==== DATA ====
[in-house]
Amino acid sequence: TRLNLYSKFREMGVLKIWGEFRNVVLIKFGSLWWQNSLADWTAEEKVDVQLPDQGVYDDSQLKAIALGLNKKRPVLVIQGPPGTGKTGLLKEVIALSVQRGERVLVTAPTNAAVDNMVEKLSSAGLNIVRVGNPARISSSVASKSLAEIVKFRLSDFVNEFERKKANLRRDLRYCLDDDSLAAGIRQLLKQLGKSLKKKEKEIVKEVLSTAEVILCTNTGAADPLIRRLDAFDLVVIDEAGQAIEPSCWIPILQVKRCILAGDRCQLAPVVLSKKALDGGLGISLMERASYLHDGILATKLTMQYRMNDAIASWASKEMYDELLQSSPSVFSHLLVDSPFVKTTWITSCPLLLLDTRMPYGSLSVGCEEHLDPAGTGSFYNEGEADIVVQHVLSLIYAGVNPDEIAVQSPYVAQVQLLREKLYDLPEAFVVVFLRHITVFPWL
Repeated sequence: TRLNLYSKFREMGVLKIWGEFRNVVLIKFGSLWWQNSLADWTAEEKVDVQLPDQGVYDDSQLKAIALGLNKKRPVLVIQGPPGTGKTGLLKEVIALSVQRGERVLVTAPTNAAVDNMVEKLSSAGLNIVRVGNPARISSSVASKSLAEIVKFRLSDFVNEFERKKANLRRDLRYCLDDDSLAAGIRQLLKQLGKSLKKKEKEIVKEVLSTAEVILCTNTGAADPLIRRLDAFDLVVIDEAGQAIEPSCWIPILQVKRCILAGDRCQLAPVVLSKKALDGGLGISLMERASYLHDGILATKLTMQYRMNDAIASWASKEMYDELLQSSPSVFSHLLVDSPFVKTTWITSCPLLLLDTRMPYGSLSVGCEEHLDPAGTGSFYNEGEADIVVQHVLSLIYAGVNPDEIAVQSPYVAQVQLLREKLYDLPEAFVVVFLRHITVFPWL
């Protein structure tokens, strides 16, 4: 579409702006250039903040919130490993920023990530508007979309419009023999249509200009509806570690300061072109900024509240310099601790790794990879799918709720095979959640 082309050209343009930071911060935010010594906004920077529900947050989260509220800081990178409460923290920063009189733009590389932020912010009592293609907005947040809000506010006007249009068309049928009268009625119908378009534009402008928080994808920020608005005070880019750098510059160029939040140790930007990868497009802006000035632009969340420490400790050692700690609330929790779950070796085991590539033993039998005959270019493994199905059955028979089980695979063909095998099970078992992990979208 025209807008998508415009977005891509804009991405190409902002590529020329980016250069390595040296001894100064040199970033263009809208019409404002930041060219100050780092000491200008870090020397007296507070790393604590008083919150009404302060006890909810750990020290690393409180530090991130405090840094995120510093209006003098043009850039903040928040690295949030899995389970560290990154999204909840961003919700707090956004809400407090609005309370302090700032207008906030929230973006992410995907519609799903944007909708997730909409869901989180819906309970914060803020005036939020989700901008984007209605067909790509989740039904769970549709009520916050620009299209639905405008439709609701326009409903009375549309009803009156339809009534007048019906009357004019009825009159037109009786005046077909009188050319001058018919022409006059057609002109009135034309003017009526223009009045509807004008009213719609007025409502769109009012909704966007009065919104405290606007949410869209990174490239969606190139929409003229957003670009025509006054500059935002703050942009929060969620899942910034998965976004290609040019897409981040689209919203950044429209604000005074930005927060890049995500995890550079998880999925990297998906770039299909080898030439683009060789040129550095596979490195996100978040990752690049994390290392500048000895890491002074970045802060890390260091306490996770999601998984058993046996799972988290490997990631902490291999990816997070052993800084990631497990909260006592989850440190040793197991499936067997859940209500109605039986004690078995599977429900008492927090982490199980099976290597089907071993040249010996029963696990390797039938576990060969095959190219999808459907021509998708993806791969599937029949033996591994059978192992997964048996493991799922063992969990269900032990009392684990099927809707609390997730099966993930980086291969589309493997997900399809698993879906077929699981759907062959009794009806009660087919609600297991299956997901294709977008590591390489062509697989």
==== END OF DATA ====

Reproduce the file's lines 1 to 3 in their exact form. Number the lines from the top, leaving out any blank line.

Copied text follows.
[in-house]
Amino acid sequence: TRLNLYSKFREMGVLKIWGEFRNVVLIKFGSLWWQNSLADWTAEEKVDVQLPDQGVYDDSQLKAIALGLNKKRPVLVIQGPPGTGKTGLLKEVIALSVQRGERVLVTAPTNAAVDNMVEKLSSAGLNIVRVGNPARISSSVASKSLAEIVKFRLSDFVNEFERKKANLRRDLRYCLDDDSLAAGIRQLLKQLGKSLKKKEKEIVKEVLSTAEVILCTNTGAADPLIRRLDAFDLVVIDEAGQAIEPSCWIPILQVKRCILAGDRCQLAPVVLSKKALDGGLGISLMERASYLHDGILATKLTMQYRMNDAIASWASKEMYDELLQSSPSVFSHLLVDSPFVKTTWITSCPLLLLDTRMPYGSLSVGCEEHLDPAGTGSFYNEGEADIVVQHVLSLIYAGVNPDEIAVQSPYVAQVQLLREKLYDLPEAFVVVFLRHITVFPWL
Repeated sequence: TRLNLYSKFREMGVLKIWGEFRNVVLIKFGSLWWQNSLADWTAEEKVDVQLPDQGVYDDSQLKAIALGLNKKRPVLVIQGPPGTGKTGLLKEVIALSVQRGERVLVTAPTNAAVDNMVEKLSSAGLNIVRVGNPARISSSVASKSLAEIVKFRLSDFVNEFERKKANLRRDLRYCLDDDSLAAGIRQLLKQLGKSLKKKEKEIVKEVLSTAEVILCTNTGAADPLIRRLDAFDLVVIDEAGQAIEPSCWIPILQVKRCILAGDRCQLAPVVLSKKALDGGLGISLMERASYLHDGILATKLTMQYRMNDAIASWASKEMYDELLQSSPSVFSHLLVDSPFVKTTWITSCPLLLLDTRMPYGSLSVGCEEHLDPAGTGSFYNEGEADIVVQHVLSLIYAGVNPDEIAVQSPYVAQVQLLREKLYDLPEAFVVVFLRHITVFPWL